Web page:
When Vesuvius erupted in 79 AD, it destroyed the flourishing Roman city of Pompeii and other surrounding towns, killing thousands. Death came in a number of different ways, from fatal fractures induced by shaken ruble and toppled buildings to asphyxiation from the noxious gases released by the volcano. And according to a new paper, some victims met the fury of Vesuvius first hand, becoming engulfed by flows of hot ash and lava fragments. The heat was so intense that the thermal shock was enough to crack open the victims’ skulls and boil their brains, Italian researchers claim.
A few days before the volcano erupted in all its might, Vesuvius caused a series of earthquakes that toppled structures, claiming the first victims. Recognizing the signs of impending doom, many inhabitants from Pompeii and the smaller settlements Herculaneum, Stabiae, and Oplontis, wisely fled the incoming onslaught. Not all of them, however — by some estimates, 2,000 people died by the time Vesuvius spewed its last plumes.
The victims stayed buried beneath pumice and ash, all but forgotten for nearly 1,500 years. That all changed in 1738 when archaeologists rediscovered Pompeii, recognizing that the soft ashes on the site were actually cavities left from the dead. Today, the images of Pompeii’s contrived bodies of men, women, and children are famous around the world.
But there’s still much we don’t know about their final days, despite many years of research.
In a new study, Italian archaeologists paint a richer picture of the horrors beckoned by Vesuvius. The researchers at the Federico II University Hospital in Naples analyzed the remains of victims from Herculaneum, which, like Pompeii, was covered in ash and soot. Herculaneum, however, rests near the foot of Vesuvius, much closer to the epicenter of destruction.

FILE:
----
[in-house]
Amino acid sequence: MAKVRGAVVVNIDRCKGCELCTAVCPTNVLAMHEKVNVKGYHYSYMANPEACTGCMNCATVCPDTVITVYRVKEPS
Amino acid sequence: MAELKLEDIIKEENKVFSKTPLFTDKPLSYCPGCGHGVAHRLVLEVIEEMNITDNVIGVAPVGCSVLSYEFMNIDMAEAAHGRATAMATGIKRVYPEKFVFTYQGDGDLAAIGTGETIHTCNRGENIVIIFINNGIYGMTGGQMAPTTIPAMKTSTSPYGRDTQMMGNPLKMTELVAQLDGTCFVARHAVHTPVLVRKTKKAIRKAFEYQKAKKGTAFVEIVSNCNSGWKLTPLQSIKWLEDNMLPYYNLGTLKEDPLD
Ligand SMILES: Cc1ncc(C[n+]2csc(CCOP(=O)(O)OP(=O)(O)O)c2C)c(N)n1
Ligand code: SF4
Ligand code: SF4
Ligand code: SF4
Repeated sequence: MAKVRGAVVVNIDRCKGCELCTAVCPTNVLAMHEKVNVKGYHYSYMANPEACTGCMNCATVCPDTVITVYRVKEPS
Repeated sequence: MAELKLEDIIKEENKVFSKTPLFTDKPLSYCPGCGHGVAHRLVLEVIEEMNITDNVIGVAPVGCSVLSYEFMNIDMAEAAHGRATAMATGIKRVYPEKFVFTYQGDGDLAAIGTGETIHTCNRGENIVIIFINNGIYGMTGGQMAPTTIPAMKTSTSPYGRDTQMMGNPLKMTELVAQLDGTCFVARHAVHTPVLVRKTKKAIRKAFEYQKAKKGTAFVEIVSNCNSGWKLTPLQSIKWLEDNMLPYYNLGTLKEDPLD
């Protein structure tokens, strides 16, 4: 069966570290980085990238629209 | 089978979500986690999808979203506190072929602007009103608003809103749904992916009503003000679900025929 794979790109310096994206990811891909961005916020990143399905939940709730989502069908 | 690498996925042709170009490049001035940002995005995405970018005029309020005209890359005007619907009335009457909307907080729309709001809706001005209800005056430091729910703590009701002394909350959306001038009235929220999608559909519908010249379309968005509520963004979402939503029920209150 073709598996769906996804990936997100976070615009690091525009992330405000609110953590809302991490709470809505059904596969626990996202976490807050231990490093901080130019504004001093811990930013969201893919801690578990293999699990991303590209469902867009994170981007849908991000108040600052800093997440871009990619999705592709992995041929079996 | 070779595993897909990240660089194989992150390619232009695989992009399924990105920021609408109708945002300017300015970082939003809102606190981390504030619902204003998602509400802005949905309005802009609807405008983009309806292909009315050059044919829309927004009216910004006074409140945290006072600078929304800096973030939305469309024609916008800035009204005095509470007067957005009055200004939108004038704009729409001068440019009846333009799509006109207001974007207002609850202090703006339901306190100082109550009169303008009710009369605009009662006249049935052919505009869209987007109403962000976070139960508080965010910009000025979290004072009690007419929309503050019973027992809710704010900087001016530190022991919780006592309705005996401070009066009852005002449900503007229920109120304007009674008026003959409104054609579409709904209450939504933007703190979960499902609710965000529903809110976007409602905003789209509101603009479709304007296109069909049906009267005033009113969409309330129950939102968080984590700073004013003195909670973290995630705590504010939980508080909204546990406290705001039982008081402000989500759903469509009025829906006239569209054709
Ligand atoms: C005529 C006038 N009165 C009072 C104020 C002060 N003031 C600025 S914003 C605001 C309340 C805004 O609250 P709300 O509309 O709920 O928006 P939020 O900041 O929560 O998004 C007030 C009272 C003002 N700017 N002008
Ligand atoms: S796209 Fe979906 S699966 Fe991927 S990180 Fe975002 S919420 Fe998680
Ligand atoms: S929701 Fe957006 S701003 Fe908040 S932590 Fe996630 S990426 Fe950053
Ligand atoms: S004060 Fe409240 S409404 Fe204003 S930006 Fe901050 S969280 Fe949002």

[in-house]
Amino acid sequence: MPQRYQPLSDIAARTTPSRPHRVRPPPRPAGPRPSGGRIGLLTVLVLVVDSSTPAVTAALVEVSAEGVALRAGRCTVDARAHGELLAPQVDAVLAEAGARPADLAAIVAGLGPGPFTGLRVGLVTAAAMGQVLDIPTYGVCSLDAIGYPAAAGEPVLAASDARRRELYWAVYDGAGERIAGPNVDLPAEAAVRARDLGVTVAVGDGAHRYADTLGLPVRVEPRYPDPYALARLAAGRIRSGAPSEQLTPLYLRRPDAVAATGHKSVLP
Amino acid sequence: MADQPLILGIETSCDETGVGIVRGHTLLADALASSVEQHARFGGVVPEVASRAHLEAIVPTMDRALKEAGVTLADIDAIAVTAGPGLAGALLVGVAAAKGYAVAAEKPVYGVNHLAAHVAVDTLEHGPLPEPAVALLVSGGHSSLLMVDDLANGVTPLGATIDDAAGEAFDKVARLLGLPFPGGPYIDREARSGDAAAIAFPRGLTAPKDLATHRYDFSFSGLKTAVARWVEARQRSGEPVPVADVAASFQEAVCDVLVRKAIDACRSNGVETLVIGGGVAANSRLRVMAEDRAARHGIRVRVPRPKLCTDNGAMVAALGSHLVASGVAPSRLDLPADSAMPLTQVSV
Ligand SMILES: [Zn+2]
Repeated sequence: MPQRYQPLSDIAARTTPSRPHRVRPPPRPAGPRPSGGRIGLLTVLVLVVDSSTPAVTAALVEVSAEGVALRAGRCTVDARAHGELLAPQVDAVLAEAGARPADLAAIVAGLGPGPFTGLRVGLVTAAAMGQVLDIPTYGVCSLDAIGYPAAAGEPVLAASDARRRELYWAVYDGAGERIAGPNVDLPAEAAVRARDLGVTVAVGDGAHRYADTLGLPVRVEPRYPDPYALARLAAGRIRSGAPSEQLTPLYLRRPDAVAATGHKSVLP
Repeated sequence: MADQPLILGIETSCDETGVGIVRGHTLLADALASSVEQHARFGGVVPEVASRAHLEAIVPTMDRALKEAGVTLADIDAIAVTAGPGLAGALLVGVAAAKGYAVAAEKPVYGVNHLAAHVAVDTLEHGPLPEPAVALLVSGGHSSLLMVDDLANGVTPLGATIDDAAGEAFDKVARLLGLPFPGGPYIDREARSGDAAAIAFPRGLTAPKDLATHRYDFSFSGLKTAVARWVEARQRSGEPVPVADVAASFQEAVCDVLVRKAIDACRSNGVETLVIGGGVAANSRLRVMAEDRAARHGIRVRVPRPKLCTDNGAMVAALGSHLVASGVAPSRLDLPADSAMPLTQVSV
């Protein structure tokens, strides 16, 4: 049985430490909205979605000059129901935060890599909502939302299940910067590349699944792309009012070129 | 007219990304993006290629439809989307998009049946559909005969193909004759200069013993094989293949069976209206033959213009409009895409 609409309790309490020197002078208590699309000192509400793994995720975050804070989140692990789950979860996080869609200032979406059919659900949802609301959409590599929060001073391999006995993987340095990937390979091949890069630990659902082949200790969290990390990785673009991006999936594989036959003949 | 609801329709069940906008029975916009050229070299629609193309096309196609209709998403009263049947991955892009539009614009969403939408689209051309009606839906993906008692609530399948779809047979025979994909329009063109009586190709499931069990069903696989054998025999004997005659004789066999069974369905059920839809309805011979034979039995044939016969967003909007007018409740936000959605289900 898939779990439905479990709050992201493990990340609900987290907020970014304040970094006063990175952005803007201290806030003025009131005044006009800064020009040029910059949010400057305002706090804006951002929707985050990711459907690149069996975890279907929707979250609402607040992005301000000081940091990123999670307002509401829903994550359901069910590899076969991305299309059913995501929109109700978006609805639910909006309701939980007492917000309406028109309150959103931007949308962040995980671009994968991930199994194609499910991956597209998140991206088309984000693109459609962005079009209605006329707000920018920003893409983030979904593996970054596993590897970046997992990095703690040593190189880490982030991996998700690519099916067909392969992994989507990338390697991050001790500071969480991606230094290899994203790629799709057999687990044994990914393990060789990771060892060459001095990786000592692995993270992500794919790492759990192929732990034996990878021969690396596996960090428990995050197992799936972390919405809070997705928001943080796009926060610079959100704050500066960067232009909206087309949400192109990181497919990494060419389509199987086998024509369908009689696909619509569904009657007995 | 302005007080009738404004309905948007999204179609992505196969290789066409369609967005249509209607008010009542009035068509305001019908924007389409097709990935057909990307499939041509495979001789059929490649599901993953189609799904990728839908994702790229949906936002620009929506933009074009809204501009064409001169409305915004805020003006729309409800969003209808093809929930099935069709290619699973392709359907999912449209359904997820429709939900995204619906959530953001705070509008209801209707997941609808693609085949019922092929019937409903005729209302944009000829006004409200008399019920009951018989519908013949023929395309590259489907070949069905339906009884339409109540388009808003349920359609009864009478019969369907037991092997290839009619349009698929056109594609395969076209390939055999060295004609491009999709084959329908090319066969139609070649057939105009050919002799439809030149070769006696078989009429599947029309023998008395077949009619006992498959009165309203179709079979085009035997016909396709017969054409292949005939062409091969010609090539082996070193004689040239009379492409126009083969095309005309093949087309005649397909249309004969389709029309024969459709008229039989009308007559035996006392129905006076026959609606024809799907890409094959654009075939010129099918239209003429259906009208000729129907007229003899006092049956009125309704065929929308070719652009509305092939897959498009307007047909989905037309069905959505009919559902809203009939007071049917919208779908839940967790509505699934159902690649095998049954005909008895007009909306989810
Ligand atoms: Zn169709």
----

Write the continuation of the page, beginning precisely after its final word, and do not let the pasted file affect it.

Seeking to flee away from danger, around 140 people sought shelter in houseboats at the town’s beach. However, none survived and the victims were covered in an avalanche of ache, which preserved their skeletons still in their final death pose. Following the archaeological’s site discovery in the 1980s, scientists concluded that the victims died by asphyxiation after ash smothered their shelters. But the new analysis suggests that the ancient Herculaneum locals were actually killed by heat.
The team argues that the victims were overrun by pyroclastic flows of hot ash and lava fragments that could be as hot as 300°C (572°F). Red and black residues found on the skulls and other bones contain unusual amounts of iron, a chemical analysis revealed — this may be superboiled blood and other bodily fluids. Also, many of the bones recovered from the site are fractured, which would be expected in a thermal shock event. This may explain why skullcaps belonging to many skeletons showed evidence of “cracking and explosion”. The circular patterns on the skulls also suggest that brain matter was expelled.
“The extraordinarily rare preservation of significant putative evidence of hemoprotein thermal degradation from the eruption victims strongly suggests the rapid vaporization of body fluids and soft tissues of people at death due to exposure to extreme heat,” the authors wrote in the study’s abstract.
Strikingly, the findings suggest that over a hundred people met their end horribly, practically getting boiled alive. But perhaps their finals days were less horrible since death came in an instant, which we can’t say about Vesuvius’ asphyxiated victims.
“These findings highlight the need for thorough evaluation of key bioanthropological and taphonomic evidence during archaeological investigations. This is particularly true for the sites affected by the 79 AD Vesuvius eruption, given the high-risk scenario for three million people living today close to the volcano, even if sheltered within buildings,” the team of Italian archaeologists concluded.
The findings were reported in the journal PLOS One.